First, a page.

Despite many well-described features of differential diagnostic value, PNES can still be difficult to diagnose. This challenge is particularly great when epilepsy and PNES coexist in the same patient and when each further seizure which occurs after the initial diagnosis requires careful assessment to ensure that the correct treatment choices are made.

Patients with epilepsy and PNES may suffer from more adverse side effects than patients with epilepsy since they often receive polytherapy with several antiseizure medicines (ASMs) in higher dosages [10]. Furthermore, when these patients present with PNES- ‘status’, intravenous anticonvulsants and the induction of general anaesthesia may produce iatrogenic complications, and even cause death. [11]. Hence, the early recognition of PNES in individuals who have previously been diagnosed with epilepsy is of great importance for safe medical management [12].

In this narrative review we initially summarize demographic, etiological and clinical features of patients with PNES and comorbid or pre-existing epilepsy before focusing on the diagnostic methods available to clinicians to help with the recognition of comorbid PNES disorders among their patients with epilepsy.

Demographic features of patients with PNES and epilepsy

There are many uncertainties about the demography of patients who suffer from both PNES and epilepsy, and about the question whether the demographic characteristics of the group of patients with PNES and epilepsy differ from those of patients with PNES alone. One important reason for this is that there are no community-level studies specifically focusing on patients with mixed seizure disorders. Studies based at epilepsy centers are likely to be affected by selection bias. In their meta-analysis of patients with mixed seizure disorders, Kutlubaev et al. concluded that there are no differences in the demographics between patients with epilepsy and concurrent PNES and those with PNES alone [4]. Among patients with PNES but no epilepsy, PNES mostly manifest in the mid-teens to mid-twenties, although they have been described in children as young as five and there is no upper age limit [13]. There is conflicting evidence about the effect of the age of onset of epilepsy on the risk of subsequent PNES development. A later onset of epileptic seizures has been proposed as a predisposing factor for PNES development [14, 15], but this was not confirmed in two other studies [5, 8].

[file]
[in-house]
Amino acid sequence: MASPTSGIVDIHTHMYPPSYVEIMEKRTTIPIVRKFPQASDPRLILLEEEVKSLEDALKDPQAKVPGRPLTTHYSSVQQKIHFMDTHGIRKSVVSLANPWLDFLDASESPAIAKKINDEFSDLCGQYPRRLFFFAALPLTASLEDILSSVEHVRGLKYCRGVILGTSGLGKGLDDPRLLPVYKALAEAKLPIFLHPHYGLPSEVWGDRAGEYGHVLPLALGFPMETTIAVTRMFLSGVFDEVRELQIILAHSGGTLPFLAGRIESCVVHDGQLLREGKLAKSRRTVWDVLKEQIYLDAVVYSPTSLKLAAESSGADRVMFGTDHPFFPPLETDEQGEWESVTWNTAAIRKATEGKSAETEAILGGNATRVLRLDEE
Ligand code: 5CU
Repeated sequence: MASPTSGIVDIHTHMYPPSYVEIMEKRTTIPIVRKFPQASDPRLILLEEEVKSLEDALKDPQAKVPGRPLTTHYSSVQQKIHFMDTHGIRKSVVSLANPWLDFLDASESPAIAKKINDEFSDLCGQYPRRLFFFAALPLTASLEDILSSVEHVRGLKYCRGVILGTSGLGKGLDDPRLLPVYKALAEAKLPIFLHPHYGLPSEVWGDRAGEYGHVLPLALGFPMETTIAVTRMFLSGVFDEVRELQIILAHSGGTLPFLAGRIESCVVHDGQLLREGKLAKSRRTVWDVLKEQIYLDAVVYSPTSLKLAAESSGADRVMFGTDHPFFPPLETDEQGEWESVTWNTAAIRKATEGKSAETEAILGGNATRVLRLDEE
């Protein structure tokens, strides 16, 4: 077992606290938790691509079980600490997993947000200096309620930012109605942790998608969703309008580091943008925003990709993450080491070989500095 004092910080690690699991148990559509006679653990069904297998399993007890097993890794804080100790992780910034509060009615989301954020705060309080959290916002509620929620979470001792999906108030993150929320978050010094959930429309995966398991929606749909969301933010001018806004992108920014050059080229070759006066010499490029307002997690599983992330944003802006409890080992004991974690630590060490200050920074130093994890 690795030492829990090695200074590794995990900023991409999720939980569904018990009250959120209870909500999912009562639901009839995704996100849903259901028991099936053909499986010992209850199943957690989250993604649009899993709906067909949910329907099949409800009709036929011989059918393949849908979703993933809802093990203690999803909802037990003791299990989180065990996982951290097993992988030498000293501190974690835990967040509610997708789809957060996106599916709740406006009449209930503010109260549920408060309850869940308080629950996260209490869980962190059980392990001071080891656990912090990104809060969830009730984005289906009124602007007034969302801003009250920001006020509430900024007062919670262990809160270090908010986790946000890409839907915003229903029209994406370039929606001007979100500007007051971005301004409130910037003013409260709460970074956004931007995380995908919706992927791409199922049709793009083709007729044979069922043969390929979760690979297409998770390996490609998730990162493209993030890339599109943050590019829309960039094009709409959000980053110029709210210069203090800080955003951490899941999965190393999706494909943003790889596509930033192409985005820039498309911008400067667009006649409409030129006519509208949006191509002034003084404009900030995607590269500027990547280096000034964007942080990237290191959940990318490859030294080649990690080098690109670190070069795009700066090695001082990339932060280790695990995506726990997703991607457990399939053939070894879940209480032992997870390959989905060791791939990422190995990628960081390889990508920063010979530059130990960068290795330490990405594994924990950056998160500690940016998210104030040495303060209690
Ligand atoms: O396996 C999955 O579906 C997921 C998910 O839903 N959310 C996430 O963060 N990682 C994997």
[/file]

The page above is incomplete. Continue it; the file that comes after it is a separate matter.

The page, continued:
A female preponderance has been documented in many studies of unselected populations with PNES [8, 16] or other somatoform disorders [17]. In a systematic review, Baroni et al. also showed a clear female predominance in populations with concurrent PNES and epilepsy [18]. However, a female predominance has not been documented in some subpopulations in whom PNES are particularly likely to be associated with epilepsy, e.g. in pediatric populations, intellectual disability (ID) cohorts or the elderly [19,20,21]. The prevalence of PNES (without comorbid epilepsy) is higher among socially disadvantaged populations [22]. Recent research suggests that patients with PNES alone and patients with PNES and epilepsy are at a similarly increased risk of premature death as patients with epilepsy [23]. The cause of the excess mortality associated with PNES (alone or combined with epilepsy) is not fully understood.

Etiology of PNES in patients with additional epilepsy